or Two-Spir·it

[ too-spir-it ]


  1. (among some Indigenous North American peoples)
    1. a person, especially someone assigned male at birth, who adopts the gender identity, dress, and social roles traditionally assigned to a different gender.
    2. a person who adopts some combination of male and female gender identity, dress, and social roles, or who identifies as gay, lesbian, transgender, etc.
    3. any of numerous culturally distinct genders apart from male and female.


  1. being or relating to a person who is a two-spirit.

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Other Words From

  • two-spir·it·ed adjective

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Word History and Origins

Origin of two-spirit1

Coined in 1990 by Cree educator Myra Laramee at the third annual Intertribal Native American, First Nations, Gay and Lesbian American Conference; coined concurrently with Ojibwe niizh manidoowag “two spirits,” from niizh “two” + manidoo “spirit” ( manitou ( def ) ) + -wag, plural suffix


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About This Word

What does two-spirit mean?

Two-spirit is a third gender found in some Native American cultures, often involving birth-assigned men or women taking on the identities and roles of the opposite sex. A sacred and historical identity, two-spirit can include but is by no means limited to LGBTQ identities.

Where did the term two-spirit come from?

The term two-spirit is an umbrella term across American Indian and First Nations cultures for a person who embodies both male and female spirits within them, hence two-spirit. It originated at a 1990 conference for gay and lesbian Native people to replace the hurtful, derogatory, colonial term berdache (French for a “young male kept for gay sex”), used for gender-nonconforming individuals.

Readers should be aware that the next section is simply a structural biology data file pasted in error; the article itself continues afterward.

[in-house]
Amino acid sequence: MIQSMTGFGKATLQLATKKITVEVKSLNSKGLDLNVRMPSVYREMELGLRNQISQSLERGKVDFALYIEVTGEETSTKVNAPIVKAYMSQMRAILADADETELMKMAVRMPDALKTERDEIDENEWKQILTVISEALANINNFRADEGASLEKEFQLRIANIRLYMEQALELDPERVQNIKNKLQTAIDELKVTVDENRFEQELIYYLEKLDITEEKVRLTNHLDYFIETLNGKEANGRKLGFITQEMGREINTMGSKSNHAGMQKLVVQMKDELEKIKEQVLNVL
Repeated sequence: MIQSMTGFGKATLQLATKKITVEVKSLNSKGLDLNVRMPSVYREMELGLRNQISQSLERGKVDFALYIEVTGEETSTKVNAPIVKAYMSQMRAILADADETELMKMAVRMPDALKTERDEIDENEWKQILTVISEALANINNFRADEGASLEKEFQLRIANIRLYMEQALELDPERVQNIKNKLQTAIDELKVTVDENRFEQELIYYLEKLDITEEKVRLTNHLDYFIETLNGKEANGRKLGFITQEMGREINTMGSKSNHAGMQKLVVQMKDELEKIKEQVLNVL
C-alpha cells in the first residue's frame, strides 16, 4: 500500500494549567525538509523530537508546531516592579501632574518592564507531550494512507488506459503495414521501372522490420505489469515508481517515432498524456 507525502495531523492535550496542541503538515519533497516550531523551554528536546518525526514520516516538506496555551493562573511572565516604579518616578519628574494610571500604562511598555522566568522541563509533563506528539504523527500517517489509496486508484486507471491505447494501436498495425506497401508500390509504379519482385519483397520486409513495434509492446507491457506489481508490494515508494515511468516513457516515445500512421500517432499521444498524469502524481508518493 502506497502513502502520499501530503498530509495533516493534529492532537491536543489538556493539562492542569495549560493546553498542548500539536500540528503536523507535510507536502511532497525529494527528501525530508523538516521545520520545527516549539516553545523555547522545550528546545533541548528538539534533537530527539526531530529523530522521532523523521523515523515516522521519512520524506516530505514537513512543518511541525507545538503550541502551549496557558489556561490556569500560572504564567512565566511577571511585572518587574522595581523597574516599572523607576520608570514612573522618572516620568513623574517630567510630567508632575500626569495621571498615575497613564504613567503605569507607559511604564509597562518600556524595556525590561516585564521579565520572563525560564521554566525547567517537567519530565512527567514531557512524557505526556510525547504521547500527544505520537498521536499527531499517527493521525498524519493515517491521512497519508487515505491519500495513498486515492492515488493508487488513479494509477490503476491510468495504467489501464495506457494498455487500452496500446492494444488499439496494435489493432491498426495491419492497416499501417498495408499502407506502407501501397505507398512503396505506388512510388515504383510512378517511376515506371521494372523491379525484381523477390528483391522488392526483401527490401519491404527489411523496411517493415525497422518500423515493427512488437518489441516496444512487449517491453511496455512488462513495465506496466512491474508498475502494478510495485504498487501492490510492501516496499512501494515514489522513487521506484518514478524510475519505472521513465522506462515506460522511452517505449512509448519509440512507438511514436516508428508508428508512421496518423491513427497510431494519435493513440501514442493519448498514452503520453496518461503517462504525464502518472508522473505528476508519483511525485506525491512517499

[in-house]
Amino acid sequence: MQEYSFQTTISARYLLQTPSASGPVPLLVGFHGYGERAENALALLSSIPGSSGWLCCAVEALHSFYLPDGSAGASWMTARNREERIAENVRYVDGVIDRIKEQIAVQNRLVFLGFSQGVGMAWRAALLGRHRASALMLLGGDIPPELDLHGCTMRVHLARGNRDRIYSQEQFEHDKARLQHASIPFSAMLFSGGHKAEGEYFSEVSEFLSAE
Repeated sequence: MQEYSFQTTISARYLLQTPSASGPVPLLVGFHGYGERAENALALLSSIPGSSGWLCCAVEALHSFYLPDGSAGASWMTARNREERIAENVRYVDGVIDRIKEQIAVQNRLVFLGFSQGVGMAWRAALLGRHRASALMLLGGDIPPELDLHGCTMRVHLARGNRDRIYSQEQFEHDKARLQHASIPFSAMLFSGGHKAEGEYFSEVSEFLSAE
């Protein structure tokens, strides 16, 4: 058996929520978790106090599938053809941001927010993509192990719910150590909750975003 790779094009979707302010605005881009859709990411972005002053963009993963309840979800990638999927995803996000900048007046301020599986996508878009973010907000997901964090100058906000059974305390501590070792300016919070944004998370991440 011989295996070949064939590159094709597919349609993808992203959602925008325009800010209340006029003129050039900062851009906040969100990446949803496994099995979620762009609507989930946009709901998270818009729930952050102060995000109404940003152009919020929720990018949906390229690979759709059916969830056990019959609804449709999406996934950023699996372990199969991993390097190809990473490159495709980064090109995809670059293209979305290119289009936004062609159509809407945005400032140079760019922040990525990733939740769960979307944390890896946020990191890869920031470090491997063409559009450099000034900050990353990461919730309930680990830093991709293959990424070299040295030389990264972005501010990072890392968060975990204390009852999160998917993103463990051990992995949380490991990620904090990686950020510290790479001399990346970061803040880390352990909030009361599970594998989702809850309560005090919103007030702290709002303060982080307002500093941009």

Two-spirit concept, however, is an ancient and traditional one in Native cultures, and not just a Native equivalent for queer or LGBTQ. It especially referred to birth-assigned men who took social identity and dress of women. It took diverse forms (and terms) within the hundreds of tribes across the Americas. Two-spirit identity frequently involved special work roles in society (e.g., weavers, healers, caretakers), sacred status, roles in ceremonies, same-sex relations, and cross-dressing.

Historically, two-spirited people especially suffered under white colonization and the abusive American Indian boarding schools in the 19th-20th centuries, which made them choose a gender and its roles rather than live as a third gender.

Two-spirit has spread in the 2000s with growing visibility and inclusion of gender diversity in culture. The topic has been featured in several documentaries and films in the 2000–10s, including the 2018 Miseducation of Cameron Post, following a two-spirit person sent to conversion camp.

However, some in mainstream culture have appropriated or misunderstood two-spirit outside of its complex and historic Native American cultural context. It’s important to note that while two-spirit is a term many Native persons use for all LGBTQ Native individuals, it’s not synonymous with LGBTQ.

Pop star Jason Mraz came under fire in July 2018 when he discussed his sexuality in terms of two-spirit, which he says his wife defined in terms of bisexuality. This was seen as a form of cultural appropriation.

How to use the term two-spirit

Two-spirit is used as a gender and social identity in Native American cultures.

While it can overlap with the western LGBTQ community, it takes diverse forms across tribes. As such, it is only properly understood in Indigenous contexts and used by Native persons.

Two-spirit is frequently used in discussions of the rights of Indigenous persons as it overlaps with the rights of gender-diverse people.

More examples of two-spirit:

“Not only did the Native-American population skyrocket in North America, but we’ve gone through a major shift in how Two Spirits are recognized and treated. . Today, dozens of Two Spirit organizations exist across the United States and Canada (North Valley Two Spirits, represent!). We have several of our own powwows, 501c3s and models that help sustain and preserve the Two Spirit way of life.”
—Samuel White Swan-Perkins, KQED, November 2018


This content is not meant to be a formal definition of this term. Rather, it is an informal summary that seeks to provide supplemental information and context important to know or keep in mind about the term’s history, meaning, and usage.